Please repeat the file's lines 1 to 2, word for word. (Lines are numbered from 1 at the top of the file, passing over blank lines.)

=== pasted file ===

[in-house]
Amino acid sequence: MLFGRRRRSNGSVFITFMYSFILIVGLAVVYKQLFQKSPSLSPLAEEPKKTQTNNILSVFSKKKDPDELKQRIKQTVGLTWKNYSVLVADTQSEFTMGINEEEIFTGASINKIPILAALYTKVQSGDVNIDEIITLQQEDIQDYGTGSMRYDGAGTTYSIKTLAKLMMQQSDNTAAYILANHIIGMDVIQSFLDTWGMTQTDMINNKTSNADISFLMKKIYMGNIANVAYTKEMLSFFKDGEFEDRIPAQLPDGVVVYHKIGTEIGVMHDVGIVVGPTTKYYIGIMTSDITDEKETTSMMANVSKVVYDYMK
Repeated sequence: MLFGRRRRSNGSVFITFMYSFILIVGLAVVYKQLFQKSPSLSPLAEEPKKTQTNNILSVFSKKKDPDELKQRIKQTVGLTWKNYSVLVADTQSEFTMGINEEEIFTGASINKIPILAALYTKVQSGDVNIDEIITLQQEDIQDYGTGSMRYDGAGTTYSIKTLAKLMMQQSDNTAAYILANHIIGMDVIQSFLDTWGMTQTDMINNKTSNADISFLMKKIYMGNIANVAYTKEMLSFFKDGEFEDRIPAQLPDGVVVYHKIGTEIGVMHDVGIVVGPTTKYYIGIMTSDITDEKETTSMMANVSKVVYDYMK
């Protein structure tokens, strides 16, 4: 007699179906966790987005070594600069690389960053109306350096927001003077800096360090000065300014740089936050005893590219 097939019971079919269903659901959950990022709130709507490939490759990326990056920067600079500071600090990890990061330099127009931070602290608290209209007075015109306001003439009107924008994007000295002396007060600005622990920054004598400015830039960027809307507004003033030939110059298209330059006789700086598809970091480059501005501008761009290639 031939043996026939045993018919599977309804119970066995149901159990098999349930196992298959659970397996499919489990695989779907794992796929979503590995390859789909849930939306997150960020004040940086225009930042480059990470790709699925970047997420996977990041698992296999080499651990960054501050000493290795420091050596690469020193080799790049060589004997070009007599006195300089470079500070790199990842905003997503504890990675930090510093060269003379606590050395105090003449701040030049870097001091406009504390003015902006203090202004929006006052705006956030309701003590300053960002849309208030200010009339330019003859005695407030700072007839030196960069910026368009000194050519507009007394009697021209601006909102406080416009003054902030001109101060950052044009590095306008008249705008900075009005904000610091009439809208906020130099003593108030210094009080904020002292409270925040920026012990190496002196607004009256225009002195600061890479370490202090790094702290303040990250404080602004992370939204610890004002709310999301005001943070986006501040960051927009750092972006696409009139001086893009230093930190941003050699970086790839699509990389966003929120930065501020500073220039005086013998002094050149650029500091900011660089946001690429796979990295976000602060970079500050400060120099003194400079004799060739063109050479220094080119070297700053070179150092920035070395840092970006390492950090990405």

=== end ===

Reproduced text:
[in-house]
Amino acid sequence: MLFGRRRRSNGSVFITFMYSFILIVGLAVVYKQLFQKSPSLSPLAEEPKKTQTNNILSVFSKKKDPDELKQRIKQTVGLTWKNYSVLVADTQSEFTMGINEEEIFTGASINKIPILAALYTKVQSGDVNIDEIITLQQEDIQDYGTGSMRYDGAGTTYSIKTLAKLMMQQSDNTAAYILANHIIGMDVIQSFLDTWGMTQTDMINNKTSNADISFLMKKIYMGNIANVAYTKEMLSFFKDGEFEDRIPAQLPDGVVVYHKIGTEIGVMHDVGIVVGPTTKYYIGIMTSDITDEKETTSMMANVSKVVYDYMK